Nonvariceal upper GI hemorrhage after percutaneous coronary intervention for acute myocardial infarction

Post written by Mohammad Bilal, MD, from the Division of Gastroenterology & Hepatology, The University of Texas Medical Branch, Galveston, Texas, and the Division of Gastroenterology & Hepatology, Beth Israel Deaconess Medical Center, Harvard Medical School, Boston, Massachusetts, USA. Bilal_headshot

Coronary artery disease is the leading cause of mortality in the United States, and acute myocardial infarction is the most feared adverse event of coronary artery disease and presents as either ST-elevation myocardial infarction (STEMI) or non-ST-elevation myocardial infarction (NSTEMI). Percutaneous coronary intervention (PCI) is now the gold standard for the treatment of acute myocardial infarction and is the most common invasive cardiac procedure in the United States. This in turn leads to more patients being on dual anti-platelet therapy (DAPT). The risk of gastrointestinal bleeding, especially non-variceal upper gastrointestinal hemorrhage (NVUGIH), is increased in patients on dual anti-platelet therapy. For patients who undergo PCI, DAPT is usually recommended for 1 year; we aimed to determine the incidence of NVUGIH after PCI in patients with acute myocardial infarction over 11 months and its impact on outcomes.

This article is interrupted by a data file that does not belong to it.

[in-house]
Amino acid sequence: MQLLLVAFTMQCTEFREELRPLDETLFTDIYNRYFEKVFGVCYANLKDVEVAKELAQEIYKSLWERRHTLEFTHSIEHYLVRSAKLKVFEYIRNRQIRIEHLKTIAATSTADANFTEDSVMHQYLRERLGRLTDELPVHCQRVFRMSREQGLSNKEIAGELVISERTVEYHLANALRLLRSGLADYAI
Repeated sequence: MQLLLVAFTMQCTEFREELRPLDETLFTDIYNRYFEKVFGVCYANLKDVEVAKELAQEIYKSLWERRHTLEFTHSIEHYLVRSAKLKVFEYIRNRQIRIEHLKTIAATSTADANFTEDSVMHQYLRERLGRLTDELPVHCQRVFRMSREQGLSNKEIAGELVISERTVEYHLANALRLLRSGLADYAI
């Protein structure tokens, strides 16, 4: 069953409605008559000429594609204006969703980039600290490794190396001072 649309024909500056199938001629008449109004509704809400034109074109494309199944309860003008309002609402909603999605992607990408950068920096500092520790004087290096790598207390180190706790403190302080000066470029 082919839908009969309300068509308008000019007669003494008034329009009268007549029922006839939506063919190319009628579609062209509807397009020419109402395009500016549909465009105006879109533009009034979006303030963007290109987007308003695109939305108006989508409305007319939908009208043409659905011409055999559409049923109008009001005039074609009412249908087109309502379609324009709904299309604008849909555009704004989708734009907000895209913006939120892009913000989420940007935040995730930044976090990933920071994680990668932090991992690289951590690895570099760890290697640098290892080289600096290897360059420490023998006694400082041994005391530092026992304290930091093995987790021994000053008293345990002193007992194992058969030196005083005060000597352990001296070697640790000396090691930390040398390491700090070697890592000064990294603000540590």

The majority of prior studies report rates of GI bleeding within 30 days of PCI, and since DAPT is usually continued for 12 months in the majority of patients with acute myocardial infarction who undergo PCI, we felt it was important to provide an estimate of GI bleeding rates over a year.

Our results showed that in acute mycordial infarction patients who underwent PCI, the incidence of NVUGIH over 11 months is 1.6%. In patients who develop NVUGIH, the outcomes including mortality, rates of endoscopy, and need for prolonged mechanical ventilation are worse. In addition, NVUGIH adds significant burden to healthcare resource utilization.

Despite the limitations to our study, the majority of which are inherent to the use of an administrative database, our study provides important epidemiological data regarding 11-month rates of NVUGIH and outcomes in patients post-PCI for acute myocardial infarction.


Figure 3. Time from discharge to readmission for patients with acute coronary syndrome who developed nonvariceal upper GI hemorrhage (NVUGIH) after a percutaneous coronary intervention. More than 50% of patients who developed NVUGIH after a percutaneous coronary intervention did so within 90 days of discharge.

Read the full article online.

The information presented in Endoscopedia reflects the opinions of the authors and does not represent the position of the American Society for Gastrointestinal Endoscopy (ASGE). ASGE expressly disclaims any warranties or guarantees, expressed or implied, and is not liable for damages of any kind in connection with the material, information, or procedures set forth.


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